3 Ways Data Encryption Protects Your Devices

Last updated: March 25, 2024 Reading time: 3 minutes
3 Ways Data Encryption Protects Your Devices

When the COVID-19 pandemic began, cases of cybercrime exploded, and it’s only getting worse. 

With the rise in remote work, businesses have relied on mobile devices to transfer essential documents and sensitive data. Unfortunately, mobile devices such as tablets, phones, and laptops have a greater security risk than a traditional workstation.

Portable = Stealable

Every 53 seconds, a laptop is stolen, according to Kensington Computer Products Group. Additionally, only 7 percent of the 70 million smartphones lost yearly are recovered.

While being able to teleconference from a remote location is incredibly convenient, it exposes mobile devices to significant risk. Company data and network connections stored on such devices open up a world of theft opportunities for scammers. However, you can overcome the risk of data theft from computers using encryption tactics.

Unsecured WiFi as a Gateway

Because portable devices generally aren’t hardwired into a network, they rely on the security of their wireless connection. If they’re on an adequately encrypted, secure wireless network, there’s not much to worry about.

However, with many workers using teleconferencing and cloud software from home, their home networks will probably not be as robust as an office network and could lead to a severe breach. The situation is even worse if they’re using free or public networks.

Increasing Security

Let’s talk about how you can protect your devices by going over what data encryption is:

1. Encryption Algorithms

Using encryption algorithms protects data as it travels from computer to computer. There are several different types.

  • Symmetric. With symmetric encryption, only one key is used for encryption and decryption. 
  • Asymmetric. With asymmetric encryption, two keys are used. However, even with asymmetric encryption, one of the keys is public and can be shared, while the private key must be protected.
  • RSA. The Rivest-Shamir-Adleman (RSA) algorithm can use either the public or private key to encrypt a message and is both faster to use and more secure.
  • AES. The AES (Advanced Encryption Standard) can use 128, 192, and 256-bit keys and is nearly invulnerable, except to brute force attacks.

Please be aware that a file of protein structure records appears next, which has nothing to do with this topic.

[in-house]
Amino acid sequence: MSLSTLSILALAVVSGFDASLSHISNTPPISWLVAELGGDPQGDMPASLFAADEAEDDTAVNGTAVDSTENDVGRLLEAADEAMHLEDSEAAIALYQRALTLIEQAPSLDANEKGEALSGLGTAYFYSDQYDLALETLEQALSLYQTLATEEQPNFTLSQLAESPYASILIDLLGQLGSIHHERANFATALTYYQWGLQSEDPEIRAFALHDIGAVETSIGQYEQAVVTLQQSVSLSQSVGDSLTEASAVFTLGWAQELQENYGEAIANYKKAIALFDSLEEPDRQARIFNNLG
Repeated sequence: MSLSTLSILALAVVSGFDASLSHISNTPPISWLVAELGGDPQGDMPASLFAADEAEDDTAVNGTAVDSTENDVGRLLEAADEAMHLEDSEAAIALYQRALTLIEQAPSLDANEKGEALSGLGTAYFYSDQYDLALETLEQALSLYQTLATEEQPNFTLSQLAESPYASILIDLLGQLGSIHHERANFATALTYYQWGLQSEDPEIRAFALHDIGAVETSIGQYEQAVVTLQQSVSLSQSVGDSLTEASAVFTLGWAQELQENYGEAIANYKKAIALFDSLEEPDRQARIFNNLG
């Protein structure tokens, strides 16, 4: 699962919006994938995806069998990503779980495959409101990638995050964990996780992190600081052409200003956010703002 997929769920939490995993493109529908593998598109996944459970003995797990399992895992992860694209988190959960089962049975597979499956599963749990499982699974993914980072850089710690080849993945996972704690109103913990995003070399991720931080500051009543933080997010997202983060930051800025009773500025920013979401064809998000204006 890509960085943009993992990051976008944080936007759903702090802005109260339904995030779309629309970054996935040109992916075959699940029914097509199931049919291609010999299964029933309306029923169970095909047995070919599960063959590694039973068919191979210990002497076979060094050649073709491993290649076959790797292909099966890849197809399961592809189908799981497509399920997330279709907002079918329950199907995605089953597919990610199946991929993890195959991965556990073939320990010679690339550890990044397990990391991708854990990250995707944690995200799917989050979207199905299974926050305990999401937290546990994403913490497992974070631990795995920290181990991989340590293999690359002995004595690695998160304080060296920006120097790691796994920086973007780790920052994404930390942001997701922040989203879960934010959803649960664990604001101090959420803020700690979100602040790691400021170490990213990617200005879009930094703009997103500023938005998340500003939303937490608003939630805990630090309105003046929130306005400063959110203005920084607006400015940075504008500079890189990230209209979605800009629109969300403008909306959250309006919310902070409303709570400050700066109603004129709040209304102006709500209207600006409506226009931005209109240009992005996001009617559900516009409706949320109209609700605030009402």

• Triple DES. Triple DES (Data Encryption Standard) is a type of symmetric encryption that uses the DES algorithm on data blocks three times for extra security.
  • Twofish. The successor to Blowfish, Twofish, is license-free. It puts data through 16 rounds of symmetric encryption.

2. Hashing

Hashing creates a specific signature for every message or data set. Any data encrypted using hashing can’t be translated back into its unencrypted status. 

While it’s arguably not encryption, it helps verify data. Hashing is a one-way process and is highly useful for avoiding data duplication, creating digital signatures, and recordkeeping.

3. SSL/TLS Encryption

When a company builds a website, it must ensure the site is secure for users. The solution for this, SSL, or Security Sockets Layer, has evolved to become Transport Layer Security. These aren’t algorithms in and of themselves but use encryption algorithms to protect data as it flows between website and user.

Keeping track of these keys is where certificate management becomes essential. Without a certificate manager, companies can easily let their certificates expire or lapse, essentially handing control of the keys over to hackers. 

Protecting Data with a Certificate Management System

Let’s expand on that last section a bit because it’s the one that has an equal impact on users and businesses. Security protocols that protect user data as they access company websites are essential to avoiding security breaches that can lead to data theft. Using a certificate management system keeps businesses from relying on human memory to manage certificates, protecting companies and customers.

Share this article

About the Author

Rebecca James is an IT consultant with forward thinking approach toward developing IT infrastructures of SMEs. She writes to engage with individuals and raise awareness of digital security, privacy, and better IT infrastructure.

More from Rebecca James

Related Posts